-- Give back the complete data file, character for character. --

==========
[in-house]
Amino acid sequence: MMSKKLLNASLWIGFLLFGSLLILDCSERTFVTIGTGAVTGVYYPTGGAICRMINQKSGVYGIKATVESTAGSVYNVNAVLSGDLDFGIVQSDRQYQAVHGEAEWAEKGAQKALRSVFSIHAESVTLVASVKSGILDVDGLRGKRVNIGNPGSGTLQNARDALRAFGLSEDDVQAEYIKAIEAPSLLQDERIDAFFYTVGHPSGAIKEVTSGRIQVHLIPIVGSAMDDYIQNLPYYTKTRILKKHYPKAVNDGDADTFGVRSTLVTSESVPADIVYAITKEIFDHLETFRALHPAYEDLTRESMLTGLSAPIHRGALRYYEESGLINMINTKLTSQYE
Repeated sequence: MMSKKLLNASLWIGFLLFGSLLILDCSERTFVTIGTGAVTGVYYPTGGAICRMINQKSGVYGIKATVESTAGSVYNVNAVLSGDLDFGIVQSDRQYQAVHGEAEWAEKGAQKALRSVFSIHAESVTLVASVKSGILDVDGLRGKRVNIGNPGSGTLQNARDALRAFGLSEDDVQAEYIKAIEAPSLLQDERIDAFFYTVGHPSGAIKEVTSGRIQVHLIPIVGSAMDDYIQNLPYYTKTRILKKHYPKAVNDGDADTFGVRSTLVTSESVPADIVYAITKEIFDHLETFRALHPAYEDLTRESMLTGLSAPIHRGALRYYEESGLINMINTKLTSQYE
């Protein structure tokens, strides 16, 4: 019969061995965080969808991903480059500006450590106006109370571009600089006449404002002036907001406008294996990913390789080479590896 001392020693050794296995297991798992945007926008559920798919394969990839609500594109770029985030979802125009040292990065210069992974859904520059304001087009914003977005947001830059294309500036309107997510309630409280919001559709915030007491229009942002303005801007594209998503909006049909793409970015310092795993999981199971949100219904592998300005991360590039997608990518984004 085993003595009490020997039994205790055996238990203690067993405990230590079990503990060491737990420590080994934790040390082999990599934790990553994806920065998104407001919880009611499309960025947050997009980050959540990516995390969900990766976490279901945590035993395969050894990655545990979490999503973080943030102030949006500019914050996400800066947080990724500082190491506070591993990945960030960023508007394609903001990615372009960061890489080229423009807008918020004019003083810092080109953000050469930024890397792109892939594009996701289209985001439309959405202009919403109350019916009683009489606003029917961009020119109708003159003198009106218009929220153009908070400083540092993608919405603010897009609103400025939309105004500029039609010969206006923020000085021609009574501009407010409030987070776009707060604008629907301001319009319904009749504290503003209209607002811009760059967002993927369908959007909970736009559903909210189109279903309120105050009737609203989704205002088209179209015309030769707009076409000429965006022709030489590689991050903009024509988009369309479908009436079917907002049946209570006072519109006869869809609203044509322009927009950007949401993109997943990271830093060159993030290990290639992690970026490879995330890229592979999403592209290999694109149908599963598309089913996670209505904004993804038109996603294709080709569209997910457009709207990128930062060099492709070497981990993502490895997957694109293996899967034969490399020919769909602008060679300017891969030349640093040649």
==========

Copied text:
[in-house]
Amino acid sequence: MMSKKLLNASLWIGFLLFGSLLILDCSERTFVTIGTGAVTGVYYPTGGAICRMINQKSGVYGIKATVESTAGSVYNVNAVLSGDLDFGIVQSDRQYQAVHGEAEWAEKGAQKALRSVFSIHAESVTLVASVKSGILDVDGLRGKRVNIGNPGSGTLQNARDALRAFGLSEDDVQAEYIKAIEAPSLLQDERIDAFFYTVGHPSGAIKEVTSGRIQVHLIPIVGSAMDDYIQNLPYYTKTRILKKHYPKAVNDGDADTFGVRSTLVTSESVPADIVYAITKEIFDHLETFRALHPAYEDLTRESMLTGLSAPIHRGALRYYEESGLINMINTKLTSQYE
Repeated sequence: MMSKKLLNASLWIGFLLFGSLLILDCSERTFVTIGTGAVTGVYYPTGGAICRMINQKSGVYGIKATVESTAGSVYNVNAVLSGDLDFGIVQSDRQYQAVHGEAEWAEKGAQKALRSVFSIHAESVTLVASVKSGILDVDGLRGKRVNIGNPGSGTLQNARDALRAFGLSEDDVQAEYIKAIEAPSLLQDERIDAFFYTVGHPSGAIKEVTSGRIQVHLIPIVGSAMDDYIQNLPYYTKTRILKKHYPKAVNDGDADTFGVRSTLVTSESVPADIVYAITKEIFDHLETFRALHPAYEDLTRESMLTGLSAPIHRGALRYYEESGLINMINTKLTSQYE
């Protein structure tokens, strides 16, 4: 019969061995965080969808991903480059500006450590106006109370571009600089006449404002002036907001406008294996990913390789080479590896 001392020693050794296995297991798992945007926008559920798919394969990839609500594109770029985030979802125009040292990065210069992974859904520059304001087009914003977005947001830059294309500036309107997510309630409280919001559709915030007491229009942002303005801007594209998503909006049909793409970015310092795993999981199971949100219904592998300005991360590039997608990518984004 085993003595009490020997039994205790055996238990203690067993405990230590079990503990060491737990420590080994934790040390082999990599934790990553994806920065998104407001919880009611499309960025947050997009980050959540990516995390969900990766976490279901945590035993395969050894990655545990979490999503973080943030102030949006500019914050996400800066947080990724500082190491506070591993990945960030960023508007394609903001990615372009960061890489080229423009807008918020004019003083810092080109953000050469930024890397792109892939594009996701289209985001439309959405202009919403109350019916009683009489606003029917961009020119109708003159003198009106218009929220153009908070400083540092993608919405603010897009609103400025939309105004500029039609010969206006923020000085021609009574501009407010409030987070776009707060604008629907301001319009319904009749504290503003209209607002811009760059967002993927369908959007909970736009559903909210189109279903309120105050009737609203989704205002088209179209015309030769707009076409000429965006022709030489590689991050903009024509988009369309479908009436079917907002049946209570006072519109006869869809609203044509322009927009950007949401993109997943990271830093060159993030290990290639992690970026490879995330890229592979999403592209290999694109149908599963598309089913996670209505904004993804038109996603294709080709569209997910457009709207990128930062060099492709070497981990993502490895997957694109293996899967034969490399020919769909602008060679300017891969030349640093040649």